The el_media expert group of the Association of German Restorers (VDR) organised an seminar on the Strategies for the conservation of video, on December 7th-8th December 2006 in Düsseldorf, Germany.A short report by Joanna Phillips
The two day symposium was organised by the el_media expert group of the Association of German Restorers (VDR) and held at the newly established ‘inter media art institute' (www.imaionline.de) in Düsseldorf.
Although the symposium offered a valuable insight into the current state of affairs for the preservation of video art, only around fifty participants found their way to Düsseldorf for the event. In compensation, the almost familial atmosphere provided an ideal environment for constructive discussion, which was encouraged by generous provisions for question time provided at the end of each presentation, and enthusiastically engaged in by the participants. The symposium was held in both German and English with simultaneous translation offered for English speaking attendees.
One focus of the presentations was the digitization of analogue audiovisual material. Field reports, strategies of decision making and the question of the extent of and ethical limits to restorative intervention were of central interest. Accordingly, Gaby Wijers (Netherlands Media Art Institute, Amsterdam ) reported on the digitization of the Dutch collections of video art, a pioneering project successfully conducted by the Institute. Controversy was provoked by the contribution of Agathe Jarczyk (videocompany, CH-Zofingen), who, amongst other issues, raised for discussion the question of how to handle copies of works issued retrospectively by artists in higher quality formats or varying versions. That even the restorer, in light of the improved technical possibilities, is lead to the temptation to present a work in a better technical condition than was possible for the original, was thematisised by Patricia Falcao (videocompany, CH-Zofingen) with her contribution “Faking the 70s”. The importance of transparency and comprehensibility in digital restoration was emphasised by Julia Wallmüller (FHTW, Berlin ). She demonstrated the usefulness of the optimised/customised DIAMANT- software for documentation purposes along the example of a restored film. Against this elaborate restorer's ethic, Christoph Blase (ZKM, Karlsruhe) set the digitization practice of his laboratory for antiquated video systems, insofar as he made clear how through optimised ‘digitization chains' large quantities of data can be efficiently transferred.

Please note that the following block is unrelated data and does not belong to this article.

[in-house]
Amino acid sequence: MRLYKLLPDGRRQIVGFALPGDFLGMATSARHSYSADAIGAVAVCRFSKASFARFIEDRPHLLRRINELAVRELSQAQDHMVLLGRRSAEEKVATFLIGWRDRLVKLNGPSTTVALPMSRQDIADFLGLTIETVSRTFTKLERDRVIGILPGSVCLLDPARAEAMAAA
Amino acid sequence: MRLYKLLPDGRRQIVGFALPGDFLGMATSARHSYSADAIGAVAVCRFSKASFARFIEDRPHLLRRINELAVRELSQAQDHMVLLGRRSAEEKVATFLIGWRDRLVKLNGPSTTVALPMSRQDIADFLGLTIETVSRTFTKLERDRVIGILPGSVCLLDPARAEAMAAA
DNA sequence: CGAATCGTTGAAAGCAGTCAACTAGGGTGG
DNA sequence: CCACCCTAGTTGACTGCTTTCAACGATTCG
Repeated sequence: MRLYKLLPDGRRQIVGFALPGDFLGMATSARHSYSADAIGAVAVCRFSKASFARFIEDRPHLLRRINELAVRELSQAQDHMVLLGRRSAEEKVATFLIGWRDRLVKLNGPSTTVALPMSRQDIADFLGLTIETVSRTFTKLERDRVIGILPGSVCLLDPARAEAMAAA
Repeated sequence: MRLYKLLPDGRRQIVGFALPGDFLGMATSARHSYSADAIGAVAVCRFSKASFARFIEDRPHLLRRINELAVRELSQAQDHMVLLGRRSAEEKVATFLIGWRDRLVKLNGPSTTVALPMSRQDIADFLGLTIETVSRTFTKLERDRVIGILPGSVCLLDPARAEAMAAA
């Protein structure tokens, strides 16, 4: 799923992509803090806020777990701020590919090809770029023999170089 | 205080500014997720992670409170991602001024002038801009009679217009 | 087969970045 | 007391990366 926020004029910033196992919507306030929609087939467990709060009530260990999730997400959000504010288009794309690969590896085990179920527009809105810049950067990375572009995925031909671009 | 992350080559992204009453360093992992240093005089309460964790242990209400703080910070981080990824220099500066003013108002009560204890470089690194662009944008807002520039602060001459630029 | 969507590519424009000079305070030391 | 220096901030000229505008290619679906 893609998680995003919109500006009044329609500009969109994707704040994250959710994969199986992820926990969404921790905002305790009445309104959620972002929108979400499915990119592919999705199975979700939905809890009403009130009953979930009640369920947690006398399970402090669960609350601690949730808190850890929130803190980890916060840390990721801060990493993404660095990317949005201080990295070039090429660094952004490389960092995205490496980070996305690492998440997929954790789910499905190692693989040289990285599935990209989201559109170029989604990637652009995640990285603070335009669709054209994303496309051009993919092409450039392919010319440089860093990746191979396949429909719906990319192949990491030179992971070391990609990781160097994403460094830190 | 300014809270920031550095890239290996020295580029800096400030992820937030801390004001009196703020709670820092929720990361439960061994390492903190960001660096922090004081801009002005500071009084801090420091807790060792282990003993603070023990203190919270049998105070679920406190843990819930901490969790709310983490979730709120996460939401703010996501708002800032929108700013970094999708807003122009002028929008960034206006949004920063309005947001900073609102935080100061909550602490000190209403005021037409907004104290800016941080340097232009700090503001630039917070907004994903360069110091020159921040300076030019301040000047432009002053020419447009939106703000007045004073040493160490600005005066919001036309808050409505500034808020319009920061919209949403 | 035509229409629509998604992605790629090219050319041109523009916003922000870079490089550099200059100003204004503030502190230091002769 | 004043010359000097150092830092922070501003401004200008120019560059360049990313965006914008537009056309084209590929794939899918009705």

A further theme of the conference centered on historical playback equipment, on the one hand necessary for the reformatting of historical media art, and on the other hand essential for its authentic re-installation. Mona Jimenez (NYU, New York ) presented two database projects: one with which antiquated mass-produced video machines and data about them are made accessible (the IMAP Equipment Registary Project), and another with devices that are used or invented by artists and applied in media art works (Artist Instrumentation Database). The expenditure of effort that can be required to thoroughly document such devices was shown by a Paik case study presented by Tina Weidner (Tate Modern, London ).
Practical insight into historical devices, from the Vidicon Camera through to open reel video devices, was offered to the symposium participants by Johannes Gfeller (AktiveArchive, HKB Bern) in an impressive two hour long live workshop. With the aid of original equipment he showed how to produce closed circuit or delay installations with open reel recorders. Especially interesting was the comparison of various historical black and white and colour monitors as well as contemporary LCD flat screen displays, all showing the same video in parallel, but to vastly differing effect.
Further presentations offered deeper insight into the foundational research of the subject: while Christian Nötzli (mediamerger.ch, Zürich) enlightened us on the principles of digital archival, Christine Frohnert ( New York ) presented her studies on mechanical damage and the restorability of optical data media such as CDs, DVDs etc. Andreas Weisser (Restaumedia, D-Freiburg) dedicated his presentation to the mechanics of physical and chemical damage to analogue videoworks. Joanna Phillips (AktiveArchive, Zürich) continued this discussion with the aide of video sequences of image errors in analogue video that were related back to their various causes: tape error, device error or operator error.
Two artists' talks with the video artists Nan Hoover and Marcel Odenbach provided entertaining insight into the creative process and the various attitudes of artists with regard to restorative intervention in their work, thereby rounding out and completing a succesful symposium.
Conservator ActiveArchive , Switzerland